The protein in this lunch comes from frozen fish sticks. I should have made my own version but I was busy bailing out my washing machine with a small cup. . . long story. Anyway, these sticks are made by Natural Sea, processed food, but not entirely hideous. They are made with cod fillets, organic whole wheat flour and canola oil and numerous other things - -all things I can pronounce, and more importantly, recognize. Also, Natural Sea "supports sustainable fishing practices" hmmmm, a bit more sketchy. Exactly what does that mean? Like, ideally, in a perfect world, we SUPPORT sustainable fishing practices, but, at this time, due to labor costs, and our desire for a high profit margin we buy fish that has been caught and killed by any method, anywhere and at anytime. We sure do give a big thumbs up to those who are doing the right thing. . . . why must I be so cynical?
Natural Sea Fish Sticks; Full Belly Farm organic snap peas and carrots; organic apricot from the Farmer's Market; and Eden Brown Rice Chips.
Leftover pizza from a local restaurant with sundried tomato pieces and basil leaves (from Full Belly Farm); organic cucumber and avocado salad (both from the Farmer's Market and sprinkled with a touch of lemon juice, salt and chopped organic basil); organic Santa Barbara Kalamata olives; Oat and Wheat Bran Swirls (see May 22nd. entry for more info.).
After a week of 100+ degree days then a quick turn to cooler weather, soup was definately in order, especially soup of the slightly warm and spicy variety.
Diestal Turkey sandwich on homemade organic wholewheat bread with apricot mayonnaise (Full Belly Farm dried apricots, soaked in hot water, and then sliced thin and mixed with a touch of canola oil, carmelized onion pieces, dijon mustard and canola mayonnaise) and organic red leaf lettuce (Full Belly Farm); spicy vegan carrot soup (organic carrots and onion from Full Belly farm with cumin, curry, coriander and fresh ribbons of basil stirred in after pureeing).
I think this lunch was somehow inspired by Tuesday's schoolyard barbeque. If Cheetos or some less offensive facsimile, like Pirate's Booty, appear here this week it may be time for an intervention.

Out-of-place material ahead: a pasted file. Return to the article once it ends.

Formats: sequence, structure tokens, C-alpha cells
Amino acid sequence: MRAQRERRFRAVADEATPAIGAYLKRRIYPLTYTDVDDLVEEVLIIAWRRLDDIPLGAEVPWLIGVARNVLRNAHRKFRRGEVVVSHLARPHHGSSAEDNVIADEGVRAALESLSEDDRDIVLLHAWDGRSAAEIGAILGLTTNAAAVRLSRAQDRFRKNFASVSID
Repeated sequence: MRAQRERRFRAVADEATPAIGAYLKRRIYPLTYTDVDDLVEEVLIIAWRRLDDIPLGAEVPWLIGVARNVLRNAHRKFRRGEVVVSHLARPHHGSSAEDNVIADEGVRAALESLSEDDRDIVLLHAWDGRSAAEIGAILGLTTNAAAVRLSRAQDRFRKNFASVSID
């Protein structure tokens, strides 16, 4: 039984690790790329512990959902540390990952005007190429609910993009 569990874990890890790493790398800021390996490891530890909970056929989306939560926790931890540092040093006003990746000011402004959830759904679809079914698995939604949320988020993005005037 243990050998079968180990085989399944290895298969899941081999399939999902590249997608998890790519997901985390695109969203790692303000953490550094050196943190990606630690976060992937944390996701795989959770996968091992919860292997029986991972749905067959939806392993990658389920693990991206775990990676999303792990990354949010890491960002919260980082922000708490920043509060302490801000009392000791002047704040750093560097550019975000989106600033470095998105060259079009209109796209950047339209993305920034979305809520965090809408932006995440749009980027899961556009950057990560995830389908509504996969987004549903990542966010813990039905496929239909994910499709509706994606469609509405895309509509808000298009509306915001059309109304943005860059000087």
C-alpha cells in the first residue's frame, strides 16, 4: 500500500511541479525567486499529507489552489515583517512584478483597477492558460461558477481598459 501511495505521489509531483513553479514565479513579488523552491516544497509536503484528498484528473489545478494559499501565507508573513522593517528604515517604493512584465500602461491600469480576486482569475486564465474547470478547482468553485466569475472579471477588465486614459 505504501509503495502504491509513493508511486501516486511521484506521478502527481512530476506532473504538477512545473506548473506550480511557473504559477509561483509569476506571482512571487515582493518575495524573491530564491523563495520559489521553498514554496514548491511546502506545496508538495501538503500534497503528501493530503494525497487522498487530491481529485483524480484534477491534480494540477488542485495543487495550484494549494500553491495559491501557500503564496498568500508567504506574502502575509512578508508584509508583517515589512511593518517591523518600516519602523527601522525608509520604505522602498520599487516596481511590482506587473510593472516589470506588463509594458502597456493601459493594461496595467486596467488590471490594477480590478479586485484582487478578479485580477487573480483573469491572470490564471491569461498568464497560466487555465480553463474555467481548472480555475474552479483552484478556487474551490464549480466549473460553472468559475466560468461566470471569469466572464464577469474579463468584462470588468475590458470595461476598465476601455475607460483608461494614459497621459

Unpig in a blanket (Smart Dog - vegan - wrapped with Organic Valley Provolone cheese - not so vegan); organic snap peas from Full Belly Farm CSA; organic strawberries and orange segments from the Farmer's Market; and Trader Joe's oat and wheat bran swirl (tiny, delicious and addictive little cookies masquerading as cereal); soymilk in a Sigg bottle (not shown).
The recipe for these pancakes came from the Tassajara Bread Book. The last sentence simply stating "May also be eaten cold on the beach." Beach fare. What could be better for a lunchbox?
O-KOMONI-YAKI (organic wholewheat pastry flour, egg, evaporated milk with a mixture of organic chopped vegetables mostly from my Full Belly CSA including leeks, napa cabbage, carrots, mushrooms and celery) with tahini wasabi soy dip; chard "chips" (organic chard from a friend's garden tossed in olive oil and salt and baked until crispy (a tip from mollyjade - -thank you!!); organic navel orange segments.
Yesterday was my son's school's version of "Field Day" including, of course, the requisite barbeque. Accordingly, I did not pack a lunch, and since I was working at the beverage tables, all three of my children ate the barbeque fare. This is what they collectively ate (FYI: green salad, pasta salad, bananas and oranges were also available, but not chosen by my children):
3 hotdogs on white buns, some with ketchup, some without
2 bags of Cheetos
1 bag of Doritos
chunks of watermelon
More Gatorade and Lemonade than I care to talk about
BLUE SLIME (see photo)
The blue slime in my daughter's hand is what I was scraping out of the bottom of the gatorade dispensers at the end of the day. Abby was helping me clean out the containers by scooping out the blue sugar sludge and depositing it directly in her mouth. My youngest kept herself busy by sucking the powdered lemonade leftovers off the ice cubes (ice cubes that had been dumped from the dispensers into the grass). Some people were horrified by this apparently aberrant behavior. I determined that sometimes you have to just let it go. . . lose the battle, win the war.
waste generated: too depressing. However, I did provide a relentless tirade to all who came to the beverage table explaining the benefits of using your own container vs. the plastic and paper cups provided. I would like to believe I made an impact on at least one otherwise clueless student. Of course, it is more likely that those I preached to were hiding boogers in my Sigg bottle when I wasn't looking.
I'm a Mom of three and a self proclaimed foodie and environmentalist with an ambitious quest to get my children to eat and enjoy something slightly more nutritious than the typical meal served in a school cafeteria or fast food restaurant.
Ideally, this lunch would generate no waste and would be prepared using foods that are grown or raised locally. Also, it would prepare and pack itself.
I was inspired to start this blog once I was done grieving for the old Vegan Lunchbox Blog. My most favorite blog of all time. I do not claim to have the ingenuity of Jennifer McCann (Vegan Lunchbox), nor do my children have such adventurous tastes, but I plod on, in my own quite-a-bit-better-than-a-lunchable-way.